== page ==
Terry Grier resigns as Houston ISD superintendent

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Dr. Terry Grier is stepping down as Houston Independent School District's superintendent.

Some have called Grier divisive for his staff turnover rates and his hard-charging reform efforts, but others have praised him for the changes he led, like his anti-bullying support and his initiative to help low-income students attend prestigious universities.

In a last-minute press conference Thursday afternoon, Superintendent Dr. Terry Grier announced that he is giving up his post.

“A few moments ago, in a closed session, I shared with the board that effective March the 1st of 2016, I'll be stepping down as the superintendent of the Houston Independent School District,” said Grier.
Grier's $300,000/year contract is up June 2016, so he'll be ending his term a few months early.
As for why now, Grier simply said  "it's just time," and briefly mentioned a knee replacement.

“You can't be school superintendent of Houston forever, even though you might want to. You just simply can't. You've seen the cane, I've had a knee replacement. It's been really tough. I've got another one coming up in November,” said Grier.
Regarding ongoing issues, he acknowledged there were problems with funding but promised that all the schools that need to be built will be built. Grier did also mention that HISD plans on refinancing some bonds to come up with the $215 million dollars to do that.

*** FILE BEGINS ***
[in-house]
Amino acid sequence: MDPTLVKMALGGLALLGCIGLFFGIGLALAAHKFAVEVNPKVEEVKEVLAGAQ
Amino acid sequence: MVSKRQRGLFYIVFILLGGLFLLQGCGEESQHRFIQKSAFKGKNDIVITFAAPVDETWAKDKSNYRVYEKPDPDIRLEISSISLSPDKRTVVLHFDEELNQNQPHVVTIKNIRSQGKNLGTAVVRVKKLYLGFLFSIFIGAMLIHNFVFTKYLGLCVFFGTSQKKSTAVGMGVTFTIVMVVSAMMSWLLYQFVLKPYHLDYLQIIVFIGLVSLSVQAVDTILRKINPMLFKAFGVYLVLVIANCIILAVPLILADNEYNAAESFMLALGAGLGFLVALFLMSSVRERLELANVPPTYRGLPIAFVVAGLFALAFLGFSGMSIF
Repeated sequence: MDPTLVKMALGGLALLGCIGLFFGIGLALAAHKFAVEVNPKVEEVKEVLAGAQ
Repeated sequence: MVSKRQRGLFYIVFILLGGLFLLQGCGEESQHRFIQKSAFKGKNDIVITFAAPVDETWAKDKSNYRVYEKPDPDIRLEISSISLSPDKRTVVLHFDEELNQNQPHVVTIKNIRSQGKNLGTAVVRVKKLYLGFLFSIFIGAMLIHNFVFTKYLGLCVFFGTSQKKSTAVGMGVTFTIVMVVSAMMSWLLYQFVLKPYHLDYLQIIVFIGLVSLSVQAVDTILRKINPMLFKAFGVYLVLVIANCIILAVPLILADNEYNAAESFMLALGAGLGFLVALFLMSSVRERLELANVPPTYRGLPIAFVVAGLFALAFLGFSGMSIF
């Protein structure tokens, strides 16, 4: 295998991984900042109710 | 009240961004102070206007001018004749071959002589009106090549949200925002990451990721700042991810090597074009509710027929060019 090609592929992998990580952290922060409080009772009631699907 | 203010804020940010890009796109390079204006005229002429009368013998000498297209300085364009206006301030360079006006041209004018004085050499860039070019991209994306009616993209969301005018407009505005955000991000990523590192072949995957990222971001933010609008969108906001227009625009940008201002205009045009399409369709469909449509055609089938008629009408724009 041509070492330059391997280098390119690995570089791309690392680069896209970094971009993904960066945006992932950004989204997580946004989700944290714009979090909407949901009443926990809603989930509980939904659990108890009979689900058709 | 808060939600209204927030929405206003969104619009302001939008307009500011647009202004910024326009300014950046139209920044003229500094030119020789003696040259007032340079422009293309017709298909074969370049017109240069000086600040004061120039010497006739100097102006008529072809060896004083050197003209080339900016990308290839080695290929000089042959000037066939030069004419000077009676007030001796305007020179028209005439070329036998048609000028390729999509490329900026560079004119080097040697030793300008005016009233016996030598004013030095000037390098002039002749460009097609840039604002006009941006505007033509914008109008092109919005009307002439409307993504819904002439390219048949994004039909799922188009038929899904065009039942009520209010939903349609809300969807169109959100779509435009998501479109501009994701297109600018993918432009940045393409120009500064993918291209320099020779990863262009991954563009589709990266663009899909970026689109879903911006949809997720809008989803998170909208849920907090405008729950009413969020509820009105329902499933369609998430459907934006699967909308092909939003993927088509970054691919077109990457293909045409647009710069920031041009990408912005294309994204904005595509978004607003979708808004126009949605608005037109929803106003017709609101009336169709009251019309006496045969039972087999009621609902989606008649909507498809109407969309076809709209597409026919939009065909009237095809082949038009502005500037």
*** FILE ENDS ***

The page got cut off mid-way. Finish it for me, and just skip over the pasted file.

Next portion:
Activists and union leaders who were present said they commend Grier for a long tenure and for his work but that there have also been a lot of disagreements.
“I'll give him a 7 how he ran the school district but I would give him a 9 how he worked with the blue collar workers,” said Wretha Thomas, the union president of Houston Educational Personnel, who also said the next superintendent will have to have a clear understanding of HISD’s most pressing needs.

“Dr. Grier has had a longer tenure at HISD than most. Most of that time has been fraught with disagreement and question. However, he did the job that he was hired to do,” said Zeph Capo, the president of the Houston Federation of Teachers.
Looking ahead, education leaders say Grier's replacement will have to consider this:

“Are we going to continue the competition edu-profiteering model where we test and punish our students and teachers? Or are we going to move to a model that's truly based on collaboration, is based on parents and teachers having a voice at the table?” said Capo.

Grier became superintendent in 2009 after a unanimous vote by the Houston Board of Education.